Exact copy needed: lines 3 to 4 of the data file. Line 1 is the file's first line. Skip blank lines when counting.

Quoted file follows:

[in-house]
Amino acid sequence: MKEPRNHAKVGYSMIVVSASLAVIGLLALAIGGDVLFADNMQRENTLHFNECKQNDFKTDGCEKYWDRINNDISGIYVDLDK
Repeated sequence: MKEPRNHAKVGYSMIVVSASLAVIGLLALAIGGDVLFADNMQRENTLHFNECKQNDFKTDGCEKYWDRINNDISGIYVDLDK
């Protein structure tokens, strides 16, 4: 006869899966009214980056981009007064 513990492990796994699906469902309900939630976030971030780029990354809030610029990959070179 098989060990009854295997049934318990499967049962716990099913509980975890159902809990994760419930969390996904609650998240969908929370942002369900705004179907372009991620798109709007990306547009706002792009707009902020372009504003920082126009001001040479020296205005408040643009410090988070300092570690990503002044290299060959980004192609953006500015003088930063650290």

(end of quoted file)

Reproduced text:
Repeated sequence: MKEPRNHAKVGYSMIVVSASLAVIGLLALAIGGDVLFADNMQRENTLHFNECKQNDFKTDGCEKYWDRINNDISGIYVDLDK
């Protein structure tokens, strides 16, 4: 006869899966009214980056981009007064 513990492990796994699906469902309900939630976030971030780029990354809030610029990959070179 098989060990009854295997049934318990499967049962716990099913509980975890159902809990994760419930969390996904609650998240969908929370942002369900705004179907372009991620798109709007990306547009706002792009707009902020372009504003920082126009001001040479020296205005408040643009410090988070300092570690990503002044290299060959980004192609953006500015003088930063650290």